Health Analysis of OSS Using Datum Extracted from Twitter Community
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README.md

Health Analysis of OSS Using Datum Extracted from Twitter Community

Motivation

I wanted to analyze how people approach themes related to OSS and understand their feelings about it, so I've decided to gather data of people talking about OSS on Twitter and run a sentiment analysis tool to learn what kind of information I can extract from the datum and sort it as positive, negative or neutral. I believe that this kind of analysis is important to keep track on the community, it helps to understand more about how healthy is the environment we are, what's wrong with it, what's right and how we can improve it.

Tools

I wanted to analyze people interacting about OSS and I imagined it'd be interesting to use Twitter data to make the analysis, Twitter is a social network widely used by people who are interested in OSS community and therefore there are lots of data to be used.

Twitter API

I've used the Twitter API to extract data from Twitter. I've also used agalea91's twitter_streaming.py code with a few minor changes and updates to match the new version of Twitter API and to get the kind of data I was after.

VADER

To make the sentiment analysis I chose the VADER tool because it was primarily developed to analyze microblogging and social media sites, especially Twitter.

VADER uses nltk Python library and it sorts the outputs of its analysis upon strings as positive, negative or neutral. It also offers a compound polarity score which is a normalization of the sentiments that VADER identifies on the data, it's functioning is better explained here and I've used this piece of information to plots the graphs you'll see below.

Python

All the code is written in Python 3. The reason why I chose Python is because it's a language that have an enormous community that creates awesome tools for it. I needed to run a sentiment analysis, deal with big json files and create graphs with the results and Python was the only language I found that offered me great quality tools for everything I needed.

Data

I've gathered data from users all around the world that used Twitter, filtering their messages using the following key-words:

  • Open Source Software (English)
  • open source software (English)
  • मुक्त स्रोत सॉफ्टवेयर (Hindi)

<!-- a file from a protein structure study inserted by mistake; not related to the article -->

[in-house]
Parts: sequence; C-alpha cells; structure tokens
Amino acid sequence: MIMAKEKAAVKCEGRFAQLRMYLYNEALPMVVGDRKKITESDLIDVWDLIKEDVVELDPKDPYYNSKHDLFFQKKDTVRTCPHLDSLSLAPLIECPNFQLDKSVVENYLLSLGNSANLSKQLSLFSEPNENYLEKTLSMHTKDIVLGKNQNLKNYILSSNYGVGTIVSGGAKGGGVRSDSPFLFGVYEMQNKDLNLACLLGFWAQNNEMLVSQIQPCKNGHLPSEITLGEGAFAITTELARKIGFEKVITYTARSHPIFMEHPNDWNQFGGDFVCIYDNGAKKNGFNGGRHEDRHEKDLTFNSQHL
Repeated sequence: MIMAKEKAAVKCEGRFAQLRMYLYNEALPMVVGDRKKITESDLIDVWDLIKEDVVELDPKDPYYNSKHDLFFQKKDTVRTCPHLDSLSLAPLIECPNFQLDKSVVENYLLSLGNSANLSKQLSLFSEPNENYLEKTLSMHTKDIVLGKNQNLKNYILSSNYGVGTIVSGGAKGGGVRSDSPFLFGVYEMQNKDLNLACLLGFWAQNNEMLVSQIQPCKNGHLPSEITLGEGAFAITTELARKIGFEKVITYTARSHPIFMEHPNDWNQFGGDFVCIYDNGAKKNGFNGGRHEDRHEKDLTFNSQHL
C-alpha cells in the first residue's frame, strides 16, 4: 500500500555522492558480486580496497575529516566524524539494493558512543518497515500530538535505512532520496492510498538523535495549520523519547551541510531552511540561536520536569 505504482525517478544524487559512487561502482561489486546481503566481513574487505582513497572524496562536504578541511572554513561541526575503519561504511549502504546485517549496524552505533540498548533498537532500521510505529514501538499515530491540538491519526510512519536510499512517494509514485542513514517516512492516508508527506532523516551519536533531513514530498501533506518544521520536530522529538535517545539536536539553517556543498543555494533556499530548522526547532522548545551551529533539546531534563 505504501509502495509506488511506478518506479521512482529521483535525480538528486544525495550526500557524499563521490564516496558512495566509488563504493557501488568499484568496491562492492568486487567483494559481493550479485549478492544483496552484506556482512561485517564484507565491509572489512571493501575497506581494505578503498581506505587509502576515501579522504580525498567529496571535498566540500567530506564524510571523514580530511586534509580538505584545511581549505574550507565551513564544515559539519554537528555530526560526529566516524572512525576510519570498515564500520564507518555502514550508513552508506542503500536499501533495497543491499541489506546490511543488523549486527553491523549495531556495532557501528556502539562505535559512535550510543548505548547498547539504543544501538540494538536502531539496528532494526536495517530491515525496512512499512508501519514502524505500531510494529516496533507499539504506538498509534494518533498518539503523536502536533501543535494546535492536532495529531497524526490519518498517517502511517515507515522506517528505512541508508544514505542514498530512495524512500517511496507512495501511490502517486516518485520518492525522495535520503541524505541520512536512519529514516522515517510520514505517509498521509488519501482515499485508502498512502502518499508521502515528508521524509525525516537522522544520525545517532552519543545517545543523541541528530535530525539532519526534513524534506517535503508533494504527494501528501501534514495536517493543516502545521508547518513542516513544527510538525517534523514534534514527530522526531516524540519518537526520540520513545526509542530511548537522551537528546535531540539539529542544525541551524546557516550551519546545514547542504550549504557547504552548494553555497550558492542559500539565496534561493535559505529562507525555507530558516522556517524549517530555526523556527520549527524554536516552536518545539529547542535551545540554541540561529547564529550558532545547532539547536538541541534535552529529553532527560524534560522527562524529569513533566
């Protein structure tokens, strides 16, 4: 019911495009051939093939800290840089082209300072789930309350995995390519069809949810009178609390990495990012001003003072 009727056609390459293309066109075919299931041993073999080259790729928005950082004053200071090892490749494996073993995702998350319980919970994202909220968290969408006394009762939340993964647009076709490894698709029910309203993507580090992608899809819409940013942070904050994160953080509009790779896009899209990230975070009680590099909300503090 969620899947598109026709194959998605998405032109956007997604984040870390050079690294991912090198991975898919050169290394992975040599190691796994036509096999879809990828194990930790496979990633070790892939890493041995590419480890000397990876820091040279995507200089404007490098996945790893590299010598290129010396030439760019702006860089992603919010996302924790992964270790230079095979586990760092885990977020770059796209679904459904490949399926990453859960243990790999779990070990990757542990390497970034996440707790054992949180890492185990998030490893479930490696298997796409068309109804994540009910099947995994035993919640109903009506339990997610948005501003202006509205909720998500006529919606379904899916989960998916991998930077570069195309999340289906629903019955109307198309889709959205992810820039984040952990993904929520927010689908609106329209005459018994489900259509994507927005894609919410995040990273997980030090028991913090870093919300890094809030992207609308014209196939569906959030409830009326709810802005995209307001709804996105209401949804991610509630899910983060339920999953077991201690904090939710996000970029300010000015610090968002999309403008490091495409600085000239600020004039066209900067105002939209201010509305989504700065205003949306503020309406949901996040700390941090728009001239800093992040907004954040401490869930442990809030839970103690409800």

• 开源软件 (Chinese)
  • オープンソースソフトウェア (Japanese)
  • 오픈 소스 소프트웨어 (Korean)
  • برمجيات مفتوحة المصدر (Arabic)
  • software de código abierto (Spanish)
  • Software de código aberto (Portuguese)
  • software de código aberto (Portuguse)
  • offene Quelle (German)
  • Открытое программное обеспечение (Russian)

Unfortunately, my access to the Twitter API was very limited and I was only able to gather 8 days of data, from 03/12/2018 to 03/20/2018. The data, even though it isn't very extensive, is enough to have a general idea about the health of OSS communities around the world.

I've chosen to make an analysis based on the timezone that was setted in the person's twitter account because this was a common datum, there were very little dara about the country or city where the person was for most of Twitter's users.

I've also made an analysis based on the language spoken by users to see if there was any interesting connection between the idiom and the health of the OSS community around it.

There was considerable less data from languages other than English which made the quality of my analysis of these data decrease. Also, even though VADER is the best OSS tool I've found on the web it doesn't offer a great support for languages other than English and that might have affected the results on other languages also decreasing analysis quality.

I've included other languages on the analysis because I wanted to be as horizontal as possible not imposing English as the only relevant language when analyzing OSS communities.

Results

Relation of Users Discussing About OSS by Timezone

First I wanted to analyze how many people were talking about OSS around the world and I used the following code to help to do that:

import collections
import json
import pandas as pd
import matplotlib.pyplot as plt
import numpy as np

from collections import Counter

def flatten(d, parent_key='', sep='_'):
    items = []
    for k, v in d.items():
        new_key = parent_key + sep + k if parent_key else k
        if isinstance(v, collections.MutableMapping):
            items.extend(flatten(v, new_key, sep=sep).items())
        else:
            items.append((new_key, v))
    return dict(items)